New Jobless Claims Continue Downward Trend Towards Near-Normalcy, While Continuing Claims, Well, Continue

New jobless claims continue to be the most important weekly economic datapoint, as increasing numbers of vaccinated people and outdoor activities have led to an abatement of the pandemic, with both new infections and deaths at their lowest point since the onset of the pandemic in March 2020.

We have already hit my objectives for claims to be under 500,000 before Memorial Day, and to be below 400,000 by Labor Day. My new, final objective is for claims to average 325,000 or below, which would signify a return to normal expansion levels in the past 30 years.

Turning to this week’s report, new jobless claims declined 9,000 to 376,000. The 4 week average of claims declined by 25,500 to 402,500. Both are new pandemic lows. (Note that I have discontinued comparisons of non-seasonally adjusted claims, as the period of lockdown distortions YoY has passed.)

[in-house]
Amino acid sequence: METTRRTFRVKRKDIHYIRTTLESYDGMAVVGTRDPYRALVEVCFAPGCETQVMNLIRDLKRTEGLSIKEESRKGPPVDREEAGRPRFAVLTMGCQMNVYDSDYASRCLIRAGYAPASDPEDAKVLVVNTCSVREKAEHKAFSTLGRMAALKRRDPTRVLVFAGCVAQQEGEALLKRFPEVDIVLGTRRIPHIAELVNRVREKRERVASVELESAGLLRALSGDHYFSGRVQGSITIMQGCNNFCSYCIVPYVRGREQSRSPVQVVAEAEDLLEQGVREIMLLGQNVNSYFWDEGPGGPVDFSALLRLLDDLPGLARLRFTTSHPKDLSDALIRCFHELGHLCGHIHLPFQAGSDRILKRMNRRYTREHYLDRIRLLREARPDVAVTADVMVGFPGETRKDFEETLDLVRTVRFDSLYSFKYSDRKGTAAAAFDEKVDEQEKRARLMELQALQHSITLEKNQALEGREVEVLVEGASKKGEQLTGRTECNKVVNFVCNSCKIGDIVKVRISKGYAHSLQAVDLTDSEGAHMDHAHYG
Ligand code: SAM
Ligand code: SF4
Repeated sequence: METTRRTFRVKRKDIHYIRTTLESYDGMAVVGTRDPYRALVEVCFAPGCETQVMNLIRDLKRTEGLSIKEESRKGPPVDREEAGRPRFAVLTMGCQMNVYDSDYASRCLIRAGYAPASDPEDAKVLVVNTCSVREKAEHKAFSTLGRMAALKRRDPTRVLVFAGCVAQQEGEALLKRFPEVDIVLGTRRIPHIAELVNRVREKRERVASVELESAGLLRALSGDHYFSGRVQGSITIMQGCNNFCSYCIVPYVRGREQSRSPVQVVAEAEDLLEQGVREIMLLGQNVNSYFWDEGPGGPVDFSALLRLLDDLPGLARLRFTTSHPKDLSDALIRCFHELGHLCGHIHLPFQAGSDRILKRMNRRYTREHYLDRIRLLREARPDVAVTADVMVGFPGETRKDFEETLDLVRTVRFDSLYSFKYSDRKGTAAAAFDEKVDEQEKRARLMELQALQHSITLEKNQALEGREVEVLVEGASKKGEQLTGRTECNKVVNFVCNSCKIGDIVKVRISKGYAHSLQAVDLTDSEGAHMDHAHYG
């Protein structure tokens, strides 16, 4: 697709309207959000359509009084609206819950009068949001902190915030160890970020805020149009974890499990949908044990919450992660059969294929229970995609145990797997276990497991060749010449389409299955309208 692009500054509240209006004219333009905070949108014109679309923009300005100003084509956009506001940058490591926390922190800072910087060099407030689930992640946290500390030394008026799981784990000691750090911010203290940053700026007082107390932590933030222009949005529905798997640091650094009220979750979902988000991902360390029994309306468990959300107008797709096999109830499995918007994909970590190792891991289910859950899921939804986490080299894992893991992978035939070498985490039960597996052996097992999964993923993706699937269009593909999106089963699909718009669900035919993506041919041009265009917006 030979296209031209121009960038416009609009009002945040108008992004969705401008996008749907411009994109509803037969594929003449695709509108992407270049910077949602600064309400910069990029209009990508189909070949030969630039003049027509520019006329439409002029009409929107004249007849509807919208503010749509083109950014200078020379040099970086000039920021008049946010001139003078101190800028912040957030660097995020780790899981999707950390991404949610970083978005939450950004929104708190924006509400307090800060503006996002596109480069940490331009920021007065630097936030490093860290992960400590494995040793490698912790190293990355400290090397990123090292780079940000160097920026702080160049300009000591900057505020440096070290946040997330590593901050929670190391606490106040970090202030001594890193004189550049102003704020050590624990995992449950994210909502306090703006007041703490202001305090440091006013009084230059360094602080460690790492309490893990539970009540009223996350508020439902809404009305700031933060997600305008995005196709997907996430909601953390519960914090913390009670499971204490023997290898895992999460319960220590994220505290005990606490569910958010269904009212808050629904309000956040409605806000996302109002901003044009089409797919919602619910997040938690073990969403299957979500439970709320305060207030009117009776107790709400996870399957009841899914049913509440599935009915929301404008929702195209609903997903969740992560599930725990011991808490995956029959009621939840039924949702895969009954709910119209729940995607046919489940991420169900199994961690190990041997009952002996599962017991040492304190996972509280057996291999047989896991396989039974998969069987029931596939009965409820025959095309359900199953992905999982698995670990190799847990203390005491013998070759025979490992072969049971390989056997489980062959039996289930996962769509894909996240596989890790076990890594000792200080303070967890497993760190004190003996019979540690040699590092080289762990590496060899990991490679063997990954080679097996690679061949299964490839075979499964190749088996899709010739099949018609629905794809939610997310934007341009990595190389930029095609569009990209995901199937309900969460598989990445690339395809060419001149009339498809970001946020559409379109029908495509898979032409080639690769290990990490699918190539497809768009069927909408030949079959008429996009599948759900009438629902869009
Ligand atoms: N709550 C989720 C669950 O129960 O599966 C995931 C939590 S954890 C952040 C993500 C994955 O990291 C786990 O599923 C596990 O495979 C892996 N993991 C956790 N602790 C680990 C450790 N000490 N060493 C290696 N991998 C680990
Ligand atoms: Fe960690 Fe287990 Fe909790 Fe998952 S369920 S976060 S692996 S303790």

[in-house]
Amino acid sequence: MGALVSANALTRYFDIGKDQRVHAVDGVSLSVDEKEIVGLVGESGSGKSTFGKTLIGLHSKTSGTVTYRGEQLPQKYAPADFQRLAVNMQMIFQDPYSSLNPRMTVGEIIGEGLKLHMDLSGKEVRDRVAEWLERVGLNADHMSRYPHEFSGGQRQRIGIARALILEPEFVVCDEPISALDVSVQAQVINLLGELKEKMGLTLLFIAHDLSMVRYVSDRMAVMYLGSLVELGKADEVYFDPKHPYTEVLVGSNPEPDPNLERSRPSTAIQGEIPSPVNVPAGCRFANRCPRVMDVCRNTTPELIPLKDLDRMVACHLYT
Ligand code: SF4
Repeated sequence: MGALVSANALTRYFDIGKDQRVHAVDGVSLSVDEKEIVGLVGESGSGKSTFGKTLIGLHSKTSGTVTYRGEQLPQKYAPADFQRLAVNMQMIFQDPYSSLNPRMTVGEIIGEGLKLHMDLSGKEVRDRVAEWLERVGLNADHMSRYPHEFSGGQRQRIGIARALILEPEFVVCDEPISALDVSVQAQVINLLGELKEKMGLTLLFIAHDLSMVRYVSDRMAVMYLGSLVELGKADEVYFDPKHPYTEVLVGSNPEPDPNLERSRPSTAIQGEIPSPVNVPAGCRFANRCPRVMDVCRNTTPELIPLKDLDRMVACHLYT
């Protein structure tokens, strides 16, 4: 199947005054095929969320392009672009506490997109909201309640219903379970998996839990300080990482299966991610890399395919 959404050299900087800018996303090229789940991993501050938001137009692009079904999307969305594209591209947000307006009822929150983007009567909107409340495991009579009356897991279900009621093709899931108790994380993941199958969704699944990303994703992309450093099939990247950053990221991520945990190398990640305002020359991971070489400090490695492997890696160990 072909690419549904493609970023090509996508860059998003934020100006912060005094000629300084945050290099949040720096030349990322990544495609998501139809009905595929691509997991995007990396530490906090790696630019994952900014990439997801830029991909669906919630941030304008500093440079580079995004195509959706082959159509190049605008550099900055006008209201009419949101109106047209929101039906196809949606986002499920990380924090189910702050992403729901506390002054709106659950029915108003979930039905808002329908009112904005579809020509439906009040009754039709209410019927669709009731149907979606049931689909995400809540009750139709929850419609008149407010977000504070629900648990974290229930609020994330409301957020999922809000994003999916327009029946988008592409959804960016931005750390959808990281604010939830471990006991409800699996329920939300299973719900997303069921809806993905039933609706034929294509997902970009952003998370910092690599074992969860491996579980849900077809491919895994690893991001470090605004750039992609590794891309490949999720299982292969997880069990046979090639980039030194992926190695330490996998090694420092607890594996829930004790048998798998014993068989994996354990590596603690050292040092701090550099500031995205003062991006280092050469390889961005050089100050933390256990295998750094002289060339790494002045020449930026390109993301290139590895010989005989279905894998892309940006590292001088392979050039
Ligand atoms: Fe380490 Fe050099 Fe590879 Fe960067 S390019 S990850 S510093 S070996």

At the peak of the pandemic lockdowns, new claims were running 6 million to 7 million per week. Here is the trend since the beginning of last August:

For the past 3 months, claims had trended down an average of roughly 100,000 per month. In the past several weeks, this has slowed to a rate of decline of roughly 50,000 per month, indicating that the “opening” of the economy is getting nearer to an endpoint. This also implies a slowing down of net job creation from the last 3 months’ levels. At their current level, claims are consistent with early mid-expansion levels in the past:

Continuing claims, which are reported with a one week lag, and lag the trend of initial claims typically by a few weeks to several months, declined 258,000 to a new  pandemic low of 3,499,000. Still, over the past 2 months these have only declined about 7% from roughly 3,750,000:

The long term perspective again shows that these are equivalent to the worst levels of most previous recessions, or early in the expansions, versus at 2,000,000 or below later in strong expansions:

I am not sure if the recent strong declines in new jobless claims will continue from here, as we approach past levels of full or nearly full employment; but the news is definitely good, as we are at least approaching more “normal” expansion levels.

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Disclaimer: This blog contains opinions and observations. It is not professional advice in any way, shape or form and should not be construed that way. In other words, buyer beware.

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